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The Kobold Guide to Board Game Design

4.07  ·  Rating details ·  465 ratings  ·  55 reviews
The Kobold Guide to Board Game Design gives you an insider's view on how to make a game that people will want to play again and again. Author Mike Selinker (Betrayal at House on the Hill) has invited some of the world's most talented and experienced game designers to share their secrets on game conception, design, development, and presentation. In these pages, you'll learn ...more
Paperback, 138 pages
Published 2011 by Open Design
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Feb 18, 2018 rated it it was amazing
Shelves: non-fic
Welcome, brave reader, to your own intrepid boardgame design adventure-in-a-book-review: The Perilous Path to Publishing Your Own Game!

You are an aspiring board game designer. You dream of creating a great boardgame to rival Catan, Scrabble or Codenames- games that have fervent fans and sell masses of copies.

Many have failed before you, plunging to their financial deaths from the sheer cliffs of bad game mechanics, lost in the tempestuous seas of mediocre design, or devoured by the fearsome Dra
Mar 03, 2020 rated it it was amazing
The best and most provoking book I have read on board game design, which comes from a high bar. The essays in this will get you thinking in ways you wouldn't have before, and whilst not all the topics may be appealing or even important, the remainder are worth checking out. Recommended.
Khanh Cao
Jul 11, 2018 rated it really liked it
This is a highly-recommended starter book for people with no background in designing games but have already play an amount of games. What I like about this one is that the book sets a clear line among being a game player, being a game critic and being a game designer.
Though it doesn't provide any in-depth of game designing methods or materials or tools or anything in-depth at all, the book contains a very general view on game designing as a whole: the designer's feelings, the goal of a designer
Nick Carraway LLC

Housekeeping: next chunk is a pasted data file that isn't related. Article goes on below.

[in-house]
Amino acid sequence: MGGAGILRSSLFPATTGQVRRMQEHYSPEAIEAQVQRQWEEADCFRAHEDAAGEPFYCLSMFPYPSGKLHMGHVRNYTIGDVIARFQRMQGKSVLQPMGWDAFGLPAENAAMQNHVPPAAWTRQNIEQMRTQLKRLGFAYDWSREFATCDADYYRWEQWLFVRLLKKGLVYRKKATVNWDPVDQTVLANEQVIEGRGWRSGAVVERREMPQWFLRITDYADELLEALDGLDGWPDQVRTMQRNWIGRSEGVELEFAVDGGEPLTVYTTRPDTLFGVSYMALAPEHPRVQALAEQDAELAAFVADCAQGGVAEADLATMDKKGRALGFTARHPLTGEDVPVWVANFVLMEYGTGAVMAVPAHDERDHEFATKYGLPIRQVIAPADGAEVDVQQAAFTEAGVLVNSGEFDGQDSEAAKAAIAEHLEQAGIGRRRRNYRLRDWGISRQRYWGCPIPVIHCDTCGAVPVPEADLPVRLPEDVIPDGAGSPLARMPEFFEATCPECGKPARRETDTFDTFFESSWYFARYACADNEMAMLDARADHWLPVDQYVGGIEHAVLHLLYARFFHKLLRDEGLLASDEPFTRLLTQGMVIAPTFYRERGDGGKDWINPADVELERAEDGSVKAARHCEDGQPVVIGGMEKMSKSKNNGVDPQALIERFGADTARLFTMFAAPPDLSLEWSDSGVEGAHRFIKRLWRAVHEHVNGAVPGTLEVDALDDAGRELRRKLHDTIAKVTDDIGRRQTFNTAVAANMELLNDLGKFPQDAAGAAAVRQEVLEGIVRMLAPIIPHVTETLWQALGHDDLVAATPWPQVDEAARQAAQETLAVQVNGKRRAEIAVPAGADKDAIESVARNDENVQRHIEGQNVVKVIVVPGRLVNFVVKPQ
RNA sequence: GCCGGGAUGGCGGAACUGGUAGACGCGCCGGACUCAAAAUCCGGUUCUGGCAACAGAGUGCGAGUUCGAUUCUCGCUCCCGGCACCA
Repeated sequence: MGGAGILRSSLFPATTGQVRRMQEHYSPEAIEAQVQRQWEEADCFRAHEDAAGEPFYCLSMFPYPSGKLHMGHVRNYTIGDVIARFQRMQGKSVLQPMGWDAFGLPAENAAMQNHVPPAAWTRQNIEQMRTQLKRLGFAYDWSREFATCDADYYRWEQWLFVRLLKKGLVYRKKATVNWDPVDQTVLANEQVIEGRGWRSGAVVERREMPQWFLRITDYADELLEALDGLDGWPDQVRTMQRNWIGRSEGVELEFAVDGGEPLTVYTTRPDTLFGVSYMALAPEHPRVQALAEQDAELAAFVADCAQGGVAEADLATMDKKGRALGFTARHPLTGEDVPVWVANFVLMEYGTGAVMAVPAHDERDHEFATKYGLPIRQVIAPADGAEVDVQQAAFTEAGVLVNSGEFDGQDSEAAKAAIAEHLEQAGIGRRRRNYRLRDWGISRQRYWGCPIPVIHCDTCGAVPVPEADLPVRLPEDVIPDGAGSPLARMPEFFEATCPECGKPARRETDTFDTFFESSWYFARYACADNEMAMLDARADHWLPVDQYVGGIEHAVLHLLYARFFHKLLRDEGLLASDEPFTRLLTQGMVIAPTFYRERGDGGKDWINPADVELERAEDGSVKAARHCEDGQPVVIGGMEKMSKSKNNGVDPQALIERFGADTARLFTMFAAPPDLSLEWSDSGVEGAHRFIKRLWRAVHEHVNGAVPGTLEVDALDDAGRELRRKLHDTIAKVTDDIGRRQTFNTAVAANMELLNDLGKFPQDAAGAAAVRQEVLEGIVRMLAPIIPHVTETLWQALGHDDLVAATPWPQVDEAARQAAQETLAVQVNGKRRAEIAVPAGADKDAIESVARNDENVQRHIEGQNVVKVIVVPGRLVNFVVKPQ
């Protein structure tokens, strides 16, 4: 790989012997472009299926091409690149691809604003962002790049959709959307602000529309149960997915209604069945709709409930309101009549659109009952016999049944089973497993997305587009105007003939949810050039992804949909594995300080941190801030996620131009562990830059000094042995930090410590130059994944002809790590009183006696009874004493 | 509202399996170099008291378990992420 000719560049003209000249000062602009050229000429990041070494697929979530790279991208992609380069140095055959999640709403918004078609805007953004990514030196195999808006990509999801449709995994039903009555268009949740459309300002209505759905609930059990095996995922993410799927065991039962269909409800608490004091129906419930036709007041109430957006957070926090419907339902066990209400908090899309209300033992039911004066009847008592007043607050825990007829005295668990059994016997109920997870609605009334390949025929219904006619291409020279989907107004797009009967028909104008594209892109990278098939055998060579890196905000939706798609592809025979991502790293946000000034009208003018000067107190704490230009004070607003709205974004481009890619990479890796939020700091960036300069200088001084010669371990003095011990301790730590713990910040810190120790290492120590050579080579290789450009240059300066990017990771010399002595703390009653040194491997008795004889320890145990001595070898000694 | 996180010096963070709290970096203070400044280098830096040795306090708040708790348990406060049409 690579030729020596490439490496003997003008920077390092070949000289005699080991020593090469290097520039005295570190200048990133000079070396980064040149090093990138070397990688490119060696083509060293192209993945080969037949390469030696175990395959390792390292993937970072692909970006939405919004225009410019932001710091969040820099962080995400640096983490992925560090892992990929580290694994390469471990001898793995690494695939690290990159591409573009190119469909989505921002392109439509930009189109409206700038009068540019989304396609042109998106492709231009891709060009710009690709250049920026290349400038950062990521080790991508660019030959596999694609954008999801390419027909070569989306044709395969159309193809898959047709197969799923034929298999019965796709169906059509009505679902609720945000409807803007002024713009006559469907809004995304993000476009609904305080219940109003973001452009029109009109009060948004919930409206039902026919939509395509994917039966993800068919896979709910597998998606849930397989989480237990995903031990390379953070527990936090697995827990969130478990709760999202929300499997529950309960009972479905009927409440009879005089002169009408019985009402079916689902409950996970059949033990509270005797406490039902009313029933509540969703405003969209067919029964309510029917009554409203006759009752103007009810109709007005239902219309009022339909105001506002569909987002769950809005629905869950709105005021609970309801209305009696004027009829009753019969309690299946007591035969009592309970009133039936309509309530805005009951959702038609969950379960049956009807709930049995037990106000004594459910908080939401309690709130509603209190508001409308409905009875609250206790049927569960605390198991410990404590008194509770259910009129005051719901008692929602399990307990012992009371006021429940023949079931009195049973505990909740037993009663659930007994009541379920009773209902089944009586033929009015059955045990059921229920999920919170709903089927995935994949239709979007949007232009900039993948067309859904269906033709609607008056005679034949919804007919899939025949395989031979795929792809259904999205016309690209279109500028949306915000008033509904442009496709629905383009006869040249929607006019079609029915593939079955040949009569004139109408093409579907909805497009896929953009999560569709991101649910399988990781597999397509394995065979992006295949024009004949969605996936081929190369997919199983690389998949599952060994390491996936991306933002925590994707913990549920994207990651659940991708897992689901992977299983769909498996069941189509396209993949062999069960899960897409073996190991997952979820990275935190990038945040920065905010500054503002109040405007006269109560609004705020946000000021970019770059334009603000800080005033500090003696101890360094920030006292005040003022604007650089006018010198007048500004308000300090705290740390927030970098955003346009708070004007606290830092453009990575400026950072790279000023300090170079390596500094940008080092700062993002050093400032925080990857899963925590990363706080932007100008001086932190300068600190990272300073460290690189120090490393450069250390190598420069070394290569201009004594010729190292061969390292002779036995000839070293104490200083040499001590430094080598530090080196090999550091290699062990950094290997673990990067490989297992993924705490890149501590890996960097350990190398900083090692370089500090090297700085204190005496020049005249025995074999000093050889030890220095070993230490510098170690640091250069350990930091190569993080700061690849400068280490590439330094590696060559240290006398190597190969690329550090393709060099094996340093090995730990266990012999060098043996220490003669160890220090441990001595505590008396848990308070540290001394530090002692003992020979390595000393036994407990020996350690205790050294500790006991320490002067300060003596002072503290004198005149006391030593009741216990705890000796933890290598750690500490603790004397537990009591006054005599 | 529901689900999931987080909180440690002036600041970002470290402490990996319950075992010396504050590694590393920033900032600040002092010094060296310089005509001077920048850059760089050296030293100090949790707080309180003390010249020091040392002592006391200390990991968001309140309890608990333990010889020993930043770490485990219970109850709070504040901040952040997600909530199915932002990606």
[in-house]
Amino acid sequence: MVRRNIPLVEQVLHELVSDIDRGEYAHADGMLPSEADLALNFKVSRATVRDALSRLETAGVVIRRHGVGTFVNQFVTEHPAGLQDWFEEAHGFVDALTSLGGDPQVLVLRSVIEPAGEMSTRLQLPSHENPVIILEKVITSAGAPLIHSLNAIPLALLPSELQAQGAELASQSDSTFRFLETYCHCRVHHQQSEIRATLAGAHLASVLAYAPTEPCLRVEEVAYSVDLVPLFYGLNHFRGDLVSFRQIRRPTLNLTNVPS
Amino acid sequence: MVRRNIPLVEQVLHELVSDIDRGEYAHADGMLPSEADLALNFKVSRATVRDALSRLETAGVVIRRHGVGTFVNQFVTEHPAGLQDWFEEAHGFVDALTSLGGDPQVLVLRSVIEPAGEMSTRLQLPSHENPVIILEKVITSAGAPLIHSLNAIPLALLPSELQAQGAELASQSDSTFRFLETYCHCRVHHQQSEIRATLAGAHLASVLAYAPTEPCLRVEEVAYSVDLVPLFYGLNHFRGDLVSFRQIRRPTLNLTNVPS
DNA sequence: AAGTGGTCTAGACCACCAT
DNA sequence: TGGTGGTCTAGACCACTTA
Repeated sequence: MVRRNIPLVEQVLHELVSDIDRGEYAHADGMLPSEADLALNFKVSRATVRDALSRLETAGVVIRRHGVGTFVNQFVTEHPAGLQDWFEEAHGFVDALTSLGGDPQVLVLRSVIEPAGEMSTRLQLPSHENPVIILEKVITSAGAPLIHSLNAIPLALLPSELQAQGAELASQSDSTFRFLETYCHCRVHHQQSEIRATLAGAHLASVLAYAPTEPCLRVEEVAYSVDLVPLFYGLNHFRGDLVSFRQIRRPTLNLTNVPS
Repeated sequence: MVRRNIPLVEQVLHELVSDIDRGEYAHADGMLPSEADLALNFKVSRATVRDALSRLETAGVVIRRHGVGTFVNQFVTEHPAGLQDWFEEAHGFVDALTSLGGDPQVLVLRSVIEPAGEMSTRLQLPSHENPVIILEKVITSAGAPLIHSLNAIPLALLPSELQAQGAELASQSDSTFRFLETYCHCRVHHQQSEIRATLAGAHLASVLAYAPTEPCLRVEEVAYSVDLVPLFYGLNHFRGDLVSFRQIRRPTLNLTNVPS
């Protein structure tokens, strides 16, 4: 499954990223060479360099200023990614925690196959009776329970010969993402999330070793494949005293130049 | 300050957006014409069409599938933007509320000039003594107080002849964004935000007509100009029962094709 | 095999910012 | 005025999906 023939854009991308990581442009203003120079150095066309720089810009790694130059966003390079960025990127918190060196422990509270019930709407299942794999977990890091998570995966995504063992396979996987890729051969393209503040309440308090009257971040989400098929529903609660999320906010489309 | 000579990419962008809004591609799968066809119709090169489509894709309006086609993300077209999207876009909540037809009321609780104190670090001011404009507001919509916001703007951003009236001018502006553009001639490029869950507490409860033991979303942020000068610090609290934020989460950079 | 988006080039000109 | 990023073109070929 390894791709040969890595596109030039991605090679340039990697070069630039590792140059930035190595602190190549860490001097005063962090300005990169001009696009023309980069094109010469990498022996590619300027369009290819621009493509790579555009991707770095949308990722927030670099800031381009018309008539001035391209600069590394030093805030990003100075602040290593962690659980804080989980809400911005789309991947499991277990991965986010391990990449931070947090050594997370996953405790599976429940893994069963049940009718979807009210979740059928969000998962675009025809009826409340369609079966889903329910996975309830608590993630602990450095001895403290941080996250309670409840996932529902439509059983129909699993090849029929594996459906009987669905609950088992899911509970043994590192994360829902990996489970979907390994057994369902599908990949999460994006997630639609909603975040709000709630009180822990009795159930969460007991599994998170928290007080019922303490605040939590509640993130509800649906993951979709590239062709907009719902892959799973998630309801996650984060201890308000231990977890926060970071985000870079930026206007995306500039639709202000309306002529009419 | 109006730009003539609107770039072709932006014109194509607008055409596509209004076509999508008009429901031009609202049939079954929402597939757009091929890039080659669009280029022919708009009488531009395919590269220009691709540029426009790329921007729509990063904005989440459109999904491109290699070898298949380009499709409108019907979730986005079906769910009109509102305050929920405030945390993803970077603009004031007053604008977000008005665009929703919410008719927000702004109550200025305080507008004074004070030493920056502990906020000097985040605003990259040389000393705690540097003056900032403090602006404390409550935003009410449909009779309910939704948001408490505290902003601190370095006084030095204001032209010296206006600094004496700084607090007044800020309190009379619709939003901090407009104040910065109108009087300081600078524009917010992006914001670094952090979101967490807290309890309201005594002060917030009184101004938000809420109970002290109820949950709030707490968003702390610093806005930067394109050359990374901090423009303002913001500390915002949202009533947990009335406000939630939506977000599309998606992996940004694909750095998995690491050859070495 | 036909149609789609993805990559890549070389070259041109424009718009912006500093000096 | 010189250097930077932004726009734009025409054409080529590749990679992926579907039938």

Dec 29, 2018 rated it really liked it  ·  review of another edition
1) ["The Game is Not the Rules," by James Ernest]
"Now ask yourself, why do I like the games I like? And what kind of emotions do I want to create in my players? Forget about starting with your favorite game mechanic, or your favorite theme. Start with a concise expression of how you want your players to feel. And 'I want them to have fun' doesn’t cut it. There are different kinds of fun.
There is nothing compelling about game mechanics. There is something compelling about games. Games engage play
Eric Kolb
Dec 27, 2013 rated it it was amazing
Shelves: non-fiction
A great collection of essays on the art and craftsmanship of board game design. If this is something you want to take on as an amateur, you need to read this. It's packed full of relevant and useful advice. Even if you've already heard everything these industry pros have to tell you, it's worth reviewing. Each of the authors (save one*) writes with passion and expertise about their subject.

While reading this book, I frequently found myself looking around the room, asking, "Geez, where'd I'd leav
Jun 18, 2016 rated it liked it
Boardgame design is a long and windy process which definitely needs some guidelines like this book provides. But what I personally am into learning more about is mechanism design and there I was a bit let down content wise.